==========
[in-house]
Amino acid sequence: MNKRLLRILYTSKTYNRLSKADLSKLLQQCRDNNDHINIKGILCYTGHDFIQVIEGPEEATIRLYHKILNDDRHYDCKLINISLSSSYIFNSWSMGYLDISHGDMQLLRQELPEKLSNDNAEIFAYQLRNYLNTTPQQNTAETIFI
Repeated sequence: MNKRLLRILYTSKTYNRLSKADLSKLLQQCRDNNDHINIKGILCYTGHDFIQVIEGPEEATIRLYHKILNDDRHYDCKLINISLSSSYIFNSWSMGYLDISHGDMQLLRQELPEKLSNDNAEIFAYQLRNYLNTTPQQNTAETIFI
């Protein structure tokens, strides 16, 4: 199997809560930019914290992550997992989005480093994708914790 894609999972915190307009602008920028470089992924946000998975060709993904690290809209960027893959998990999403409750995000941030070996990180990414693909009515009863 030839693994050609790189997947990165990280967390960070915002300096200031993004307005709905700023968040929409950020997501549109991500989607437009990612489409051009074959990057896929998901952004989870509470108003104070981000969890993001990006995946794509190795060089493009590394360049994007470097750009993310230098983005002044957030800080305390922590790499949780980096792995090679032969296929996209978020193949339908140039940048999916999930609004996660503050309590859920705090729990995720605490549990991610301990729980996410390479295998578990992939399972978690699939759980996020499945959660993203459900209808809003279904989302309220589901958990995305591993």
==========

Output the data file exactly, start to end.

[in-house]
Amino acid sequence: MNKRLLRILYTSKTYNRLSKADLSKLLQQCRDNNDHINIKGILCYTGHDFIQVIEGPEEATIRLYHKILNDDRHYDCKLINISLSSSYIFNSWSMGYLDISHGDMQLLRQELPEKLSNDNAEIFAYQLRNYLNTTPQQNTAETIFI
Repeated sequence: MNKRLLRILYTSKTYNRLSKADLSKLLQQCRDNNDHINIKGILCYTGHDFIQVIEGPEEATIRLYHKILNDDRHYDCKLINISLSSSYIFNSWSMGYLDISHGDMQLLRQELPEKLSNDNAEIFAYQLRNYLNTTPQQNTAETIFI
């Protein structure tokens, strides 16, 4: 199997809560930019914290992550997992989005480093994708914790 894609999972915190307009602008920028470089992924946000998975060709993904690290809209960027893959998990999403409750995000941030070996990180990414693909009515009863 030839693994050609790189997947990165990280967390960070915002300096200031993004307005709905700023968040929409950020997501549109991500989607437009990612489409051009074959990057896929998901952004989870509470108003104070981000969890993001990006995946794509190795060089493009590394360049994007470097750009993310230098983005002044957030800080305390922590790499949780980096792995090679032969296929996209978020193949339908140039940048999916999930609004996660503050309590859920705090729990995720605490549990991610301990729980996410390479295998578990992939399972978690699939759980996020499945959660993203459900209808809003279904989302309220589901958990995305591993």